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Home > Blog > Estate Planning (Wills, Trusts, Deeds, Business Succession) > Contesting a Will Based on Undue Influence

Contesting a Will Based on Undue Influence


It is not uncommon to hear of an individual of advanced years suddenly changing his or her will. Despite having had a will in place for years, an elderly person, who is not as sharp as he used to, significantly alters his last wishes. If family drama premeditated the change, it may not be unexpected. Yet if nothing in the senior’s situation has changed, you may have doubts as to why the will was modified or an entirely new will created. You may even be concerned about another family member, friend, or caretaker’s role in the changing of the will.

If your loved one passed away and you continue to believe someone exerted undue influence over him or her, resulting in that person benefiting from the new will, contact our experienced probate attorneys for help immediately. We can represent in contesting the will during the probate process, ensuring another person’s ill intent does not override what your family member would have really wanted.

Undue Influence Under Florida Law

When you claim that another person exerted undue influence over another person, you have a great deal to prove. This is a significant claim. Based on the court case Heasley v. Evans, the Second District Court of Appeals in Florida found that undue influence must amount to over-persuasion, duress, force, coercion, or artful or fraudulent contrivances to such a degree that there is destruction of the free agency and will power of the individual making the will. Mere suggestions to a senior, even if strong and consistent, do not necessarily rise to the level of undue influence. You must have evidence that the other person overcame your loved one’s independent and free will to force a change in the will.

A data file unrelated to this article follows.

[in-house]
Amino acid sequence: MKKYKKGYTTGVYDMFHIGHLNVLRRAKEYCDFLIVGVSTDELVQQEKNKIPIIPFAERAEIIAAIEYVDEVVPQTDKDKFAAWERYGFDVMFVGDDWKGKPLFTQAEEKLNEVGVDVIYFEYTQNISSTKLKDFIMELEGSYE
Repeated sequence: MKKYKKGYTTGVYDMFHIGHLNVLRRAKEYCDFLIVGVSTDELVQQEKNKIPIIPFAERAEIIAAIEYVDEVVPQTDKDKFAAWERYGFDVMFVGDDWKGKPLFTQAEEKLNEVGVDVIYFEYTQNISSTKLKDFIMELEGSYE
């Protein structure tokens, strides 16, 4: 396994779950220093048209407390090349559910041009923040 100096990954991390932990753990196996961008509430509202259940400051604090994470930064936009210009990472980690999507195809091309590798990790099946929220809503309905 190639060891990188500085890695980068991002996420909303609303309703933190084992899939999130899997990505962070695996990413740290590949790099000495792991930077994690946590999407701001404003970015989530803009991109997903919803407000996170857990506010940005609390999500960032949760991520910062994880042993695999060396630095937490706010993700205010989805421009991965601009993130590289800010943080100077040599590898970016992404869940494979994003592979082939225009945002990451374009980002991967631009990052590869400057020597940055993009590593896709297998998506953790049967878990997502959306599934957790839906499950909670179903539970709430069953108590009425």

Behavior That is Not Undue Influence

The decision in Heasley v. Evans also stated that mere affection, kindness, or attachment of one person for another may not itself constitute undue influence. Therefore, it is important that you differentiate between your loved one being extremely close with another person or clearly favoring a specific person and inappropriate or excessive influence. For instance, it can be difficult to admit that your parent has a favorite child. However, the close relationship between your parent and sibling does not mean your sibling has unduly influenced your mother or father in the creation of his or her will, even if the will heavily favors that sibling.

Proving Undue Influence in Court

At the Law Offices of Larry E. Bray, P.A., we will thoroughly review the situation. Based on the Florida Supreme Court’s guidance in In re: Estate of Carpenter, we will search for evidence that the alleged influence:

  • Had a confidential relationship with your deceased loved one,
  • Was active in procuring the will, and
  • Has a substantial benefit under the will.

Let Our Florida Probate Attorneys Help You

It can be difficult to prove the three elements above, and Florida courts have laid out guidance on how to do so. However, it is not helpful or efficient for you to learn this all yourself. Instead, contact us at the Law Offices of Larry E. Bray, P.A. to learn more about proving undue influence in a Florida probate court. We have the knowledge, years of experience, and track record of success you need.




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